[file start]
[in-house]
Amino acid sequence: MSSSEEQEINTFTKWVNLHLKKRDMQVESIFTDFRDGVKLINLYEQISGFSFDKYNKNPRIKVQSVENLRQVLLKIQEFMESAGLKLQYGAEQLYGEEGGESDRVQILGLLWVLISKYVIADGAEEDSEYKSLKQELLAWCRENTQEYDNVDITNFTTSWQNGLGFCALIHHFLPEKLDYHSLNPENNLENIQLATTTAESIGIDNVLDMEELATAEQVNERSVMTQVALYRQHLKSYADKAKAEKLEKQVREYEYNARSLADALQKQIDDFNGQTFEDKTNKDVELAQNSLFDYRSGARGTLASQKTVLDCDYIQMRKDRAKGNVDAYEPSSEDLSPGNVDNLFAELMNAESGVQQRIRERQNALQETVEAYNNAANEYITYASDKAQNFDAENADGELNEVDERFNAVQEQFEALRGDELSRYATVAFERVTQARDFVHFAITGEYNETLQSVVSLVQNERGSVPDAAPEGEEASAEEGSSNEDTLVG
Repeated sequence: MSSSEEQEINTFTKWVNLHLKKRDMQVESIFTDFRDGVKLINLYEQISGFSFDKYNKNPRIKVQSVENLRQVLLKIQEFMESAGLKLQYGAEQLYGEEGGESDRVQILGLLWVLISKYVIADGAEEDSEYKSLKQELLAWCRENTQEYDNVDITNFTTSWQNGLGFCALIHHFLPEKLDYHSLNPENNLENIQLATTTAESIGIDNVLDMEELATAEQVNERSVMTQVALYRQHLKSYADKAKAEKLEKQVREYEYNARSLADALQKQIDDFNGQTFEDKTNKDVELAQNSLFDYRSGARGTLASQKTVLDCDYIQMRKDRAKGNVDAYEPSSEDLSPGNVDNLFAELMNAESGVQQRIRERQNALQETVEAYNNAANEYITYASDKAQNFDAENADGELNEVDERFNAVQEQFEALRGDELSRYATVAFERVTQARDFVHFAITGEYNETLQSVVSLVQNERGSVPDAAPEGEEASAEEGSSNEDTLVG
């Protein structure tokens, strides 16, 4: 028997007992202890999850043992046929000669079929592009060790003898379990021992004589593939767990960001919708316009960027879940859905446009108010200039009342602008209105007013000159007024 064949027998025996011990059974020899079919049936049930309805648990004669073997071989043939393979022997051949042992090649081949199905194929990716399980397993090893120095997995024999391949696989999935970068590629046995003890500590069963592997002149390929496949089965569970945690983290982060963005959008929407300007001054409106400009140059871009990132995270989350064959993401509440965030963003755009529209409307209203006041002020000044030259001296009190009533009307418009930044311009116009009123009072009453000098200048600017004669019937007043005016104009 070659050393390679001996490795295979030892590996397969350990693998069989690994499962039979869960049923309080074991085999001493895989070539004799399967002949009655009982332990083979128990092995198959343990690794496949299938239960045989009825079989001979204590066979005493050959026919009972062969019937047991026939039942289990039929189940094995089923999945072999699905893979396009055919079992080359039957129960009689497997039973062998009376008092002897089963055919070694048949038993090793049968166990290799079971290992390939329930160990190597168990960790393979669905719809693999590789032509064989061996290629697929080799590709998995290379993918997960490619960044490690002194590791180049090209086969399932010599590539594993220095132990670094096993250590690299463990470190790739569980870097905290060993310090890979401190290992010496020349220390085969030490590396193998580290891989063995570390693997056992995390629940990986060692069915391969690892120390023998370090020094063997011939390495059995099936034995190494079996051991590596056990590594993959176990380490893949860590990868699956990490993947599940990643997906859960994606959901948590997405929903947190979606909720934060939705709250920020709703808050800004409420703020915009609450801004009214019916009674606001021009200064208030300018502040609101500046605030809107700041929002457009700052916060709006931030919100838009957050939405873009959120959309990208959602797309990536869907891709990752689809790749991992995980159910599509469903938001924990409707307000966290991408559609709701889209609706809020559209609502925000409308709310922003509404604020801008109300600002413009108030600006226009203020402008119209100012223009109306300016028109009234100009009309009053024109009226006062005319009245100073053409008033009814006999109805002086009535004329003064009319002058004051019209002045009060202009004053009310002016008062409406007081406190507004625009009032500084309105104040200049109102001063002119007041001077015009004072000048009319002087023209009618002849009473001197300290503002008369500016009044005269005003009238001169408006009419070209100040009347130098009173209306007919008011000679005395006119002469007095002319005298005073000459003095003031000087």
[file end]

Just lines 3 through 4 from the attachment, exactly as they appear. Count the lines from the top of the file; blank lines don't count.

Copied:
Repeated sequence: MSSSEEQEINTFTKWVNLHLKKRDMQVESIFTDFRDGVKLINLYEQISGFSFDKYNKNPRIKVQSVENLRQVLLKIQEFMESAGLKLQYGAEQLYGEEGGESDRVQILGLLWVLISKYVIADGAEEDSEYKSLKQELLAWCRENTQEYDNVDITNFTTSWQNGLGFCALIHHFLPEKLDYHSLNPENNLENIQLATTTAESIGIDNVLDMEELATAEQVNERSVMTQVALYRQHLKSYADKAKAEKLEKQVREYEYNARSLADALQKQIDDFNGQTFEDKTNKDVELAQNSLFDYRSGARGTLASQKTVLDCDYIQMRKDRAKGNVDAYEPSSEDLSPGNVDNLFAELMNAESGVQQRIRERQNALQETVEAYNNAANEYITYASDKAQNFDAENADGELNEVDERFNAVQEQFEALRGDELSRYATVAFERVTQARDFVHFAITGEYNETLQSVVSLVQNERGSVPDAAPEGEEASAEEGSSNEDTLVG
């Protein structure tokens, strides 16, 4: 028997007992202890999850043992046929000669079929592009060790003898379990021992004589593939767990960001919708316009960027879940859905446009108010200039009342602008209105007013000159007024 064949027998025996011990059974020899079919049936049930309805648990004669073997071989043939393979022997051949042992090649081949199905194929990716399980397993090893120095997995024999391949696989999935970068590629046995003890500590069963592997002149390929496949089965569970945690983290982060963005959008929407300007001054409106400009140059871009990132995270989350064959993401509440965030963003755009529209409307209203006041002020000044030259001296009190009533009307418009930044311009116009009123009072009453000098200048600017004669019937007043005016104009 070659050393390679001996490795295979030892590996397969350990693998069989690994499962039979869960049923309080074991085999001493895989070539004799399967002949009655009982332990083979128990092995198959343990690794496949299938239960045989009825079989001979204590066979005493050959026919009972062969019937047991026939039942289990039929189940094995089923999945072999699905893979396009055919079992080359039957129960009689497997039973062998009376008092002897089963055919070694048949038993090793049968166990290799079971290992390939329930160990190597168990960790393979669905719809693999590789032509064989061996290629697929080799590709998995290379993918997960490619960044490690002194590791180049090209086969399932010599590539594993220095132990670094096993250590690299463990470190790739569980870097905290060993310090890979401190290992010496020349220390085969030490590396193998580290891989063995570390693997056992995390629940990986060692069915391969690892120390023998370090020094063997011939390495059995099936034995190494079996051991590596056990590594993959176990380490893949860590990868699956990490993947599940990643997906859960994606959901948590997405929903947190979606909720934060939705709250920020709703808050800004409420703020915009609450801004009214019916009674606001021009200064208030300018502040609101500046605030809107700041929002457009700052916060709006931030919100838009957050939405873009959120959309990208959602797309990536869907891709990752689809790749991992995980159910599509469903938001924990409707307000966290991408559609709701889209609706809020559209609502925000409308709310922003509404604020801008109300600002413009108030600006226009203020402008119209100012223009109306300016028109009234100009009309009053024109009226006062005319009245100073053409008033009814006999109805002086009535004329003064009319002058004051019209002045009060202009004053009310002016008062409406007081406190507004625009009032500084309105104040200049109102001063002119007041001077015009004072000048009319002087023209009618002849009473001197300290503002008369500016009044005269005003009238001169408006009419070209100040009347130098009173209306007919008011000679005395006119002469007095002319005298005073000459003095003031000087």